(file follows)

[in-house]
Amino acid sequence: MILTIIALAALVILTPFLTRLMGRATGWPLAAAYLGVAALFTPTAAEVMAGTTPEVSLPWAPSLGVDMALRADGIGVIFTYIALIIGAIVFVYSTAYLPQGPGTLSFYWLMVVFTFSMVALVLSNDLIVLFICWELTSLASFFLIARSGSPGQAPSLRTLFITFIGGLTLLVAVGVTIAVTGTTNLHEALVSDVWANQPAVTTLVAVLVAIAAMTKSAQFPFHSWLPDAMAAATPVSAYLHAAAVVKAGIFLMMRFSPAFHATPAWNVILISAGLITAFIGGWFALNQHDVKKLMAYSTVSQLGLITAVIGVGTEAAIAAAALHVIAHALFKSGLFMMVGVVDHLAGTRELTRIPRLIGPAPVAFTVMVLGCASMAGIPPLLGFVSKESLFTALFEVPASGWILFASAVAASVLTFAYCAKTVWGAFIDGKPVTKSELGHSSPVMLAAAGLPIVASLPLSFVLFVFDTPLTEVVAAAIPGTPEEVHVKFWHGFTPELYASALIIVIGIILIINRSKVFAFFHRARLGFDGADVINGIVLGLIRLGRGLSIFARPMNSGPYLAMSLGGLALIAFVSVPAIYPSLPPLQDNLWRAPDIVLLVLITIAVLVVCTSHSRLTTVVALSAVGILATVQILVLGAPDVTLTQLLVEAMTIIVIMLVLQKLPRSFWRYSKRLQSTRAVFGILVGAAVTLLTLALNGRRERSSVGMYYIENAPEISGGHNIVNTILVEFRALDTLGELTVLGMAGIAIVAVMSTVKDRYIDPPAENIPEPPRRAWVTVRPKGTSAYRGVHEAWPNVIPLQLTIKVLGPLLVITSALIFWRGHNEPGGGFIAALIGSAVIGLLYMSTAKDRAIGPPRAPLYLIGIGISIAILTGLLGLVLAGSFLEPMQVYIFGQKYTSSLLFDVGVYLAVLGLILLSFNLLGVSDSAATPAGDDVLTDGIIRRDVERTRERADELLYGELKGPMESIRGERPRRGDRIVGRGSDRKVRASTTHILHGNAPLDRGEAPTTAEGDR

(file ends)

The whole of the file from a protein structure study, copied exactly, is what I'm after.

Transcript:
[in-house]
Amino acid sequence: MILTIIALAALVILTPFLTRLMGRATGWPLAAAYLGVAALFTPTAAEVMAGTTPEVSLPWAPSLGVDMALRADGIGVIFTYIALIIGAIVFVYSTAYLPQGPGTLSFYWLMVVFTFSMVALVLSNDLIVLFICWELTSLASFFLIARSGSPGQAPSLRTLFITFIGGLTLLVAVGVTIAVTGTTNLHEALVSDVWANQPAVTTLVAVLVAIAAMTKSAQFPFHSWLPDAMAAATPVSAYLHAAAVVKAGIFLMMRFSPAFHATPAWNVILISAGLITAFIGGWFALNQHDVKKLMAYSTVSQLGLITAVIGVGTEAAIAAAALHVIAHALFKSGLFMMVGVVDHLAGTRELTRIPRLIGPAPVAFTVMVLGCASMAGIPPLLGFVSKESLFTALFEVPASGWILFASAVAASVLTFAYCAKTVWGAFIDGKPVTKSELGHSSPVMLAAAGLPIVASLPLSFVLFVFDTPLTEVVAAAIPGTPEEVHVKFWHGFTPELYASALIIVIGIILIINRSKVFAFFHRARLGFDGADVINGIVLGLIRLGRGLSIFARPMNSGPYLAMSLGGLALIAFVSVPAIYPSLPPLQDNLWRAPDIVLLVLITIAVLVVCTSHSRLTTVVALSAVGILATVQILVLGAPDVTLTQLLVEAMTIIVIMLVLQKLPRSFWRYSKRLQSTRAVFGILVGAAVTLLTLALNGRRERSSVGMYYIENAPEISGGHNIVNTILVEFRALDTLGELTVLGMAGIAIVAVMSTVKDRYIDPPAENIPEPPRRAWVTVRPKGTSAYRGVHEAWPNVIPLQLTIKVLGPLLVITSALIFWRGHNEPGGGFIAALIGSAVIGLLYMSTAKDRAIGPPRAPLYLIGIGISIAILTGLLGLVLAGSFLEPMQVYIFGQKYTSSLLFDVGVYLAVLGLILLSFNLLGVSDSAATPAGDDVLTDGIIRRDVERTRERADELLYGELKGPMESIRGERPRRGDRIVGRGSDRKVRASTTHILHGNAPLDRGEAPTTAEGDR